• H01R12/716Coupling device provided on the PCB
    • HELECTRICITY
    • H01BASIC ELECTRIC ELEMENTS
    • H01RELECTRICALLY-CONDUCTIVE CONNECTIONS; STRUCTURAL ASSOCIATIONS OF A PLURALITY OF MUTUALLY-INSULATED ELECTRICAL CONNECTING ELEMENTS; COUPLING DEVICES; CURRENT COLLECTORS
    • H01R13/00Details of coupling devices of the kinds covered by groups H01R12/70 or H01R24/00 - H01R33/00
    • H01R13/40Securing contact members in or to a base or case; Insulating of contact members
    • HELECTRICITY
    • H01BASIC ELECTRIC ELEMENTS
    • H01RELECTRICALLY-CONDUCTIVE CONNECTIONS; STRUCTURAL ASSOCIATIONS OF A PLURALITY OF MUTUALLY-INSULATED ELECTRICAL CONNECTING ELEMENTS; COUPLING DEVICES; CURRENT COLLECTORS
    • H01R13/00Details of coupling devices of the kinds covered by groups H01R12/70 or H01R24/00 - H01R33/00
    • H01R13/40Securing contact members in or to a base or case; Insulating of contact members
    • H01R13/405Securing in non-demountable manner, e.g. moulding, riveting
    • H01R13/41Securing in non-demountable manner, e.g. moulding, riveting by frictional grip in grommet, panel or base
    • HELECTRICITY
    • H01BASIC ELECTRIC ELEMENTS
    • H01RELECTRICALLY-CONDUCTIVE CONNECTIONS; STRUCTURAL ASSOCIATIONS OF A PLURALITY OF MUTUALLY-INSULATED ELECTRICAL CONNECTING ELEMENTS; COUPLING DEVICES; CURRENT COLLECTORS
    • H01R13/00Details of coupling devices of the kinds covered by groups H01R12/70 or H01R24/00 - H01R33/00
    • H01R13/646Details of coupling devices of the kinds covered by groups H01R12/70 or H01R24/00 - H01R33/00 specially adapted for high-frequency, e.g. structures providing an impedance match or phase match
    • H01R13/6461Means for preventing cross-talk
    • HELECTRICITY
    • H01BASIC ELECTRIC ELEMENTS
    • H01RELECTRICALLY-CONDUCTIVE CONNECTIONS; STRUCTURAL ASSOCIATIONS OF A PLURALITY OF MUTUALLY-INSULATED ELECTRICAL CONNECTING ELEMENTS; COUPLING DEVICES; CURRENT COLLECTORS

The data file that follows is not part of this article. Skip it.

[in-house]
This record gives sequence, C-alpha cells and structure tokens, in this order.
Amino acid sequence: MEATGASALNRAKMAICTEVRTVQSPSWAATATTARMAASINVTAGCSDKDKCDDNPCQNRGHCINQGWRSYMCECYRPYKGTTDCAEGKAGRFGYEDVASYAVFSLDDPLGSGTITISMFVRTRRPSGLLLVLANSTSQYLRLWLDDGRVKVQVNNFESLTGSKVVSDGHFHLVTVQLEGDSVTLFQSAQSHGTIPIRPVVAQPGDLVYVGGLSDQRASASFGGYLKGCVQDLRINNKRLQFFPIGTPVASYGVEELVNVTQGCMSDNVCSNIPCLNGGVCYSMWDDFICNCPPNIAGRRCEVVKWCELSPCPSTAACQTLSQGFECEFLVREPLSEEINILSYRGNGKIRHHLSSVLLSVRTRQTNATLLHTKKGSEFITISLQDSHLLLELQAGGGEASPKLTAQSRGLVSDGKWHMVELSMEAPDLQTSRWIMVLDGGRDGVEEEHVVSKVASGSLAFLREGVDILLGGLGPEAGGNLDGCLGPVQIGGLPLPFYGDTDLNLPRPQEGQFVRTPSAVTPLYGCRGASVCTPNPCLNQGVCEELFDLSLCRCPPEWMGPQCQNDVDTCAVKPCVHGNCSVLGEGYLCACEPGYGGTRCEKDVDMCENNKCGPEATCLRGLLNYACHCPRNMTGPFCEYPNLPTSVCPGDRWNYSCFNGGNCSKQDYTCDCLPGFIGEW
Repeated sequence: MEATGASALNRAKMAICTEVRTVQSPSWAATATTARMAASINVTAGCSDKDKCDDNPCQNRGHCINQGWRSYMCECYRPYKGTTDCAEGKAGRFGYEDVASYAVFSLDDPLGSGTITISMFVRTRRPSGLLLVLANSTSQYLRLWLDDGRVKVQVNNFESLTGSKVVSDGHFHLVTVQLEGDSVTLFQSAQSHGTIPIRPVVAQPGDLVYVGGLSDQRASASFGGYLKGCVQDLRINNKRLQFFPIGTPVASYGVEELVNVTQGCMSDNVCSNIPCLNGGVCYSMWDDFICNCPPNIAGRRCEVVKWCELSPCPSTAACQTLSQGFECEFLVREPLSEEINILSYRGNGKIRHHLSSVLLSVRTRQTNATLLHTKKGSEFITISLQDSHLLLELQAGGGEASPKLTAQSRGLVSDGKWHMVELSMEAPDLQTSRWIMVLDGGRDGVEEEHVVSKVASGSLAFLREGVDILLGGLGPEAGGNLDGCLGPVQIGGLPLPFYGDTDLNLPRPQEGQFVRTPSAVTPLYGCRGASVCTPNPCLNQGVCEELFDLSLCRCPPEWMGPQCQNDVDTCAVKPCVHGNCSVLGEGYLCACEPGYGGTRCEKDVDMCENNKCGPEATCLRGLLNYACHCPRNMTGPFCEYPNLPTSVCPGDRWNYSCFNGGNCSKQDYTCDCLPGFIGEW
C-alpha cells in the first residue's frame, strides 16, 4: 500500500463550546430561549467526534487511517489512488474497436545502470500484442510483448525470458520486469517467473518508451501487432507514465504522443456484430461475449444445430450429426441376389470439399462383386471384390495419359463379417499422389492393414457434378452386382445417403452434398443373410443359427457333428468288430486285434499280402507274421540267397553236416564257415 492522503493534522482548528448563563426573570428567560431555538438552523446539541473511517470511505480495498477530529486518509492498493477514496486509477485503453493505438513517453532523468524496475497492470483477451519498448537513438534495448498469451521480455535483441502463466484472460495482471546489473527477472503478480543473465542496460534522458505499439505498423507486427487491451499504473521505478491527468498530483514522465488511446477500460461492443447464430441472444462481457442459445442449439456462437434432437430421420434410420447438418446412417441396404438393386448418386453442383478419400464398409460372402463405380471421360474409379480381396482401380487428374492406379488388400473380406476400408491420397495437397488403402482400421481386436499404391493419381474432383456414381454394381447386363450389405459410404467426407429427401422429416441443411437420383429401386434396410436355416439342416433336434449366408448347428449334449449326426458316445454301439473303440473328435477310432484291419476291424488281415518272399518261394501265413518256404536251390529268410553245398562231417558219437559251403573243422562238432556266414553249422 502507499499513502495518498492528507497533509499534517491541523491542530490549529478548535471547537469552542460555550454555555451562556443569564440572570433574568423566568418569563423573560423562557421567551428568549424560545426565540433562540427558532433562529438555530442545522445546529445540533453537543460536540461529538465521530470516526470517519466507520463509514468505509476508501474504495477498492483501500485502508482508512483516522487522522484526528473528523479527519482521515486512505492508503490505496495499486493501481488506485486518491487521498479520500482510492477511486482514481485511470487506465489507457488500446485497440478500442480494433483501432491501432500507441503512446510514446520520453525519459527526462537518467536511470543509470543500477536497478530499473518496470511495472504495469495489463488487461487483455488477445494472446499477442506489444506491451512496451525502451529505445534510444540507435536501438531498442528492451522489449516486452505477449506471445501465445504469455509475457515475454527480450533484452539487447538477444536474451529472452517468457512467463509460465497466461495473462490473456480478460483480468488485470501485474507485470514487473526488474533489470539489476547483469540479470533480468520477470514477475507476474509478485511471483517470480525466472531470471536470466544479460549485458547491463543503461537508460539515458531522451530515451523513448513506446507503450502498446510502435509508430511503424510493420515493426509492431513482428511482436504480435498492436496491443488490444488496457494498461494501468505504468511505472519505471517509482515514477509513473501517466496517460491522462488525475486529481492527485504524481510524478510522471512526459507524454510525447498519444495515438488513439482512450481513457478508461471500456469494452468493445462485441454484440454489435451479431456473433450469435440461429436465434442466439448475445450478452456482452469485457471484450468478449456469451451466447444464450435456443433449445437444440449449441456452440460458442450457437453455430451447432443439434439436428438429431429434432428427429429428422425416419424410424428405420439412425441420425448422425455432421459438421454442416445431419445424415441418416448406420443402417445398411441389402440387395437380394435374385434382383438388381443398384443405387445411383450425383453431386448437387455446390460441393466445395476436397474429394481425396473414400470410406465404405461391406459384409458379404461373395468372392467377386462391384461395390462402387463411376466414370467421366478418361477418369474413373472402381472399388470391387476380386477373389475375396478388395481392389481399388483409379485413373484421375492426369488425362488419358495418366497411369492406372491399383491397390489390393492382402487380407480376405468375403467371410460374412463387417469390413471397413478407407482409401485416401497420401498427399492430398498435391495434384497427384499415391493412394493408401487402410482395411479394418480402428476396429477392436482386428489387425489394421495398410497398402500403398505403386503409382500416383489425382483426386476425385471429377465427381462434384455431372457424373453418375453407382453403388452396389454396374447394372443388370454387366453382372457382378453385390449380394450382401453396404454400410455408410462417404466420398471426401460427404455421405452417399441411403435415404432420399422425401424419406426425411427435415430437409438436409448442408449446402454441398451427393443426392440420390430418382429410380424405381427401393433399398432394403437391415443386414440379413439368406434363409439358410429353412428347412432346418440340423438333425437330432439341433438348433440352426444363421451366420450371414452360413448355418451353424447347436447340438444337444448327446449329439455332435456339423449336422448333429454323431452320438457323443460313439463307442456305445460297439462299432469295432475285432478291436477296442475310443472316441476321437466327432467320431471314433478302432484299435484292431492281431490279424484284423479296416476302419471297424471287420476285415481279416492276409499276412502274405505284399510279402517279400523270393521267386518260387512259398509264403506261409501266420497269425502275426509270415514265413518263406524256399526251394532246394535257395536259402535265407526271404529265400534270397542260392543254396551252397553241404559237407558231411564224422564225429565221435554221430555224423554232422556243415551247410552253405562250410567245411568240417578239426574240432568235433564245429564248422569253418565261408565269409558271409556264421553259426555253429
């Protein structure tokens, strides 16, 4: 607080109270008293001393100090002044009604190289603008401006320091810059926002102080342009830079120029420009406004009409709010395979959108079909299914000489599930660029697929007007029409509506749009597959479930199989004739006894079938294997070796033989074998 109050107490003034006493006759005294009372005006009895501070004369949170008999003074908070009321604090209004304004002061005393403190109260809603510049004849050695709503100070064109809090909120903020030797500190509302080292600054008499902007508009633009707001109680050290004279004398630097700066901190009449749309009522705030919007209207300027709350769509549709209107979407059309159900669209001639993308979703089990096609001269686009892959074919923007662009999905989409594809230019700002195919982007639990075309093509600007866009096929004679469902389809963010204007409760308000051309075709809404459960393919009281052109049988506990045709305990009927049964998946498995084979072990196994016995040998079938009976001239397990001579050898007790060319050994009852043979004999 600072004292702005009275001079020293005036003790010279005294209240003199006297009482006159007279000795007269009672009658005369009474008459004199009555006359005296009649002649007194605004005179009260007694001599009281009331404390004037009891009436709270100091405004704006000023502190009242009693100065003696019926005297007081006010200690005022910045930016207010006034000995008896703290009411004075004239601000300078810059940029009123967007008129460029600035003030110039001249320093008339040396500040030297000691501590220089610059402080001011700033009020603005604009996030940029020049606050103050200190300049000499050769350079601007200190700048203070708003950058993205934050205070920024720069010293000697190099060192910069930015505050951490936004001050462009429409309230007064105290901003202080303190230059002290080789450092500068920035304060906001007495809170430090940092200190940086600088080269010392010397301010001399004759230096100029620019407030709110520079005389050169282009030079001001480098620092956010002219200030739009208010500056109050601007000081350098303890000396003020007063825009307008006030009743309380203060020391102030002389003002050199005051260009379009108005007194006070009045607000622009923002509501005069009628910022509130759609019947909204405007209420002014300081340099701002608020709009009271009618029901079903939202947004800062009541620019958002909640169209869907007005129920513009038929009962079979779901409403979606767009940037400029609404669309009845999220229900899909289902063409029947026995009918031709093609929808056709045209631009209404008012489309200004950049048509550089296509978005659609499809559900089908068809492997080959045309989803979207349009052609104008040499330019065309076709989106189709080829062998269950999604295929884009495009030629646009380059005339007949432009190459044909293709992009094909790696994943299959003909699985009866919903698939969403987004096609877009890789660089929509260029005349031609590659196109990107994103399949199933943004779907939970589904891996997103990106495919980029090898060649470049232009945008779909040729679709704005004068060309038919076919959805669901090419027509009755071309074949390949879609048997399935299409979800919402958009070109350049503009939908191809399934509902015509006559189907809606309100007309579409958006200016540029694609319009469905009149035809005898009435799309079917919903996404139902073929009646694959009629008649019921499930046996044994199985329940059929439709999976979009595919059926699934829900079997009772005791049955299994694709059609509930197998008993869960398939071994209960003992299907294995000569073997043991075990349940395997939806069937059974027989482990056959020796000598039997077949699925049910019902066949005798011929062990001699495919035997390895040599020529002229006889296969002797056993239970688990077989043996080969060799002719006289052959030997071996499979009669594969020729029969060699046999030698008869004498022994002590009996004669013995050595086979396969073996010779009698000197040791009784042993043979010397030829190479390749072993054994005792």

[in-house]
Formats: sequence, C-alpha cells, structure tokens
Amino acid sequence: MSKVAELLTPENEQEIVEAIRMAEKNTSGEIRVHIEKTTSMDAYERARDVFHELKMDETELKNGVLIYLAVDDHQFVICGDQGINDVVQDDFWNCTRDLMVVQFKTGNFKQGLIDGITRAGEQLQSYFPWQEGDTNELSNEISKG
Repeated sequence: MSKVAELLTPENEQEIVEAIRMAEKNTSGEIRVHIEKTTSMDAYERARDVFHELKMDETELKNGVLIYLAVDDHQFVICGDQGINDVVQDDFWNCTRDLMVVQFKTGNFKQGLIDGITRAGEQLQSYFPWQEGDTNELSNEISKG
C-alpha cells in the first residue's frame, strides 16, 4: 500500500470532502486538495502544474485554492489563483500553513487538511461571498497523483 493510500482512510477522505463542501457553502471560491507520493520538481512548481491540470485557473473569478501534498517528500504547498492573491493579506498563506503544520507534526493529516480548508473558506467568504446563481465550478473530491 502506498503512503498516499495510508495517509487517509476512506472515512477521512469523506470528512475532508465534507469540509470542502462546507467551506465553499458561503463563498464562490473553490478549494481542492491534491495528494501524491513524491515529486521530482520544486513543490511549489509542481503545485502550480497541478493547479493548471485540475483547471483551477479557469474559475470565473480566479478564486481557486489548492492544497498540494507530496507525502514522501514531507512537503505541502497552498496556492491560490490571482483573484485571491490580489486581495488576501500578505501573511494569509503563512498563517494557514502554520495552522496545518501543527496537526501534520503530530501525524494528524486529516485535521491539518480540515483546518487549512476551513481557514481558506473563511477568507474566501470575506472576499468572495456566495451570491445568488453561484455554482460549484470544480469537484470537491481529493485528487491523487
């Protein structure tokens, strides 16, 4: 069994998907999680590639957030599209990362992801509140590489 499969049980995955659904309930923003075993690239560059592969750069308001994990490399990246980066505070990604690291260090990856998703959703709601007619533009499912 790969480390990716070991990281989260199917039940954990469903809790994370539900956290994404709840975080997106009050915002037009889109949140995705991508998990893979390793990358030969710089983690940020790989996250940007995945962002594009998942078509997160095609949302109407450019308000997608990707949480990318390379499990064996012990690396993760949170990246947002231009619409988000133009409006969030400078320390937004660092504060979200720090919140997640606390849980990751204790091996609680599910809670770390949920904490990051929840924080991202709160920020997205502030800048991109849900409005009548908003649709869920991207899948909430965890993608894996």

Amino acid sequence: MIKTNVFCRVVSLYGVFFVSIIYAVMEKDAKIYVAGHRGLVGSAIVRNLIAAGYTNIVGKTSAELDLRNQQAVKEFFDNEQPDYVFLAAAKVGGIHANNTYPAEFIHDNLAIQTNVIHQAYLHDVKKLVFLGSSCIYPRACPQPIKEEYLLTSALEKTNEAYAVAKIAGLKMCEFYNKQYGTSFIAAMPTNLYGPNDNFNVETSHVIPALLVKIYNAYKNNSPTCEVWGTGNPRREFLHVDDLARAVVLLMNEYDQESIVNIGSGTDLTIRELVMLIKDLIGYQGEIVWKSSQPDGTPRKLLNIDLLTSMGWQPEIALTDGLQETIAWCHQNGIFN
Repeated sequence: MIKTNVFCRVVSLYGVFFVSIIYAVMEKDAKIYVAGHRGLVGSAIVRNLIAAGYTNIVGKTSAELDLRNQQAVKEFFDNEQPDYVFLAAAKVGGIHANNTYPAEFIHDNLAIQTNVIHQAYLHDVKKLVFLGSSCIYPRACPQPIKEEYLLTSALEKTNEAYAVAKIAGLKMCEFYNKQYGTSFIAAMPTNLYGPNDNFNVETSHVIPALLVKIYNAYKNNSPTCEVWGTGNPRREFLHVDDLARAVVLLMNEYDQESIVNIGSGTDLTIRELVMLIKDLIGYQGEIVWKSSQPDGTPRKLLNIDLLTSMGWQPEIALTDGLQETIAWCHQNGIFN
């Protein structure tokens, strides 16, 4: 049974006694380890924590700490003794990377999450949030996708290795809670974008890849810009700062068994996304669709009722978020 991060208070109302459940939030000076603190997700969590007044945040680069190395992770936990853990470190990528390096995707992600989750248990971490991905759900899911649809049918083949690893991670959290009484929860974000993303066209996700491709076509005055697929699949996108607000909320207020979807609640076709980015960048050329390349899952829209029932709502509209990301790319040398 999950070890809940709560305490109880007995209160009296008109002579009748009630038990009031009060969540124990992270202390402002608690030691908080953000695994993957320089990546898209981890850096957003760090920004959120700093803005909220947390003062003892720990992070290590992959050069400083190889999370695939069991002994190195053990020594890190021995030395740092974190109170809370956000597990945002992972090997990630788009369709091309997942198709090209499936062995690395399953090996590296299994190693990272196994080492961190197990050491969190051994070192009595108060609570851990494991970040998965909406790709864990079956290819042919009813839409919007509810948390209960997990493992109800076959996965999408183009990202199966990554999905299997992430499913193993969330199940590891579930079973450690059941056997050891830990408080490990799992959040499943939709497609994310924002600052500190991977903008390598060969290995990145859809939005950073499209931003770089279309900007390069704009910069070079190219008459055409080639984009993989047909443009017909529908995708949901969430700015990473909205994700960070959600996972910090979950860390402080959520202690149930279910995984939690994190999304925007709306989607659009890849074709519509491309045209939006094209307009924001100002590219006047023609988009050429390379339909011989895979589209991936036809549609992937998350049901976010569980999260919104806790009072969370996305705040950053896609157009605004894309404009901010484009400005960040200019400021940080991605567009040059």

• H01R13/00Details of coupling devices of the kinds covered by groups H01R12/70 or H01R24/00 - H01R33/00
    • H01R13/646Details of coupling devices of the kinds covered by groups H01R12/70 or H01R24/00 - H01R33/00 specially adapted for high-frequency, e.g. structures providing an impedance match or phase match
    • H01R13/6473Impedance matching
    • H01R13/6477Impedance matching by variation of dielectric properties
    • HELECTRICITY
    • H01BASIC ELECTRIC ELEMENTS
    • H01RELECTRICALLY-CONDUCTIVE CONNECTIONS; STRUCTURAL ASSOCIATIONS OF A PLURALITY OF MUTUALLY-INSULATED ELECTRICAL CONNECTING ELEMENTS; COUPLING DEVICES; CURRENT COLLECTORS
    • H01R13/00Details of coupling devices of the kinds covered by groups H01R12/70 or H01R24/00 - H01R33/00
    • H01R13/648Protective earth or shield arrangements on coupling devices, e.g. anti-static shielding
    • H01R13/652Protective earth or shield arrangements on coupling devices, e.g. anti-static shielding with earth pin, blade or socket

Abstract

An electrical connector having one or more openings formed in the connector's housing between adjacent rows of conductors. The openings may be positioned between rows of contact portions, and reduces crosstalk between conductors in adjacent rows. The opening(s) may extend through the entire length of the connector's housing. The opening(s) may have any suitable shape. In some embodiments, the openings may comprise a slot, bifurcated by crossbeams. The crossbeams may have ends positioned between signal conductors in the same row of the same type, either signal or ground. Alternatively or additionally, the crossbeams may be angled with respect to the rows of contacts such that the ends are positioned proximate conductors of a first type in one row and proximate conductors of a second type in another row.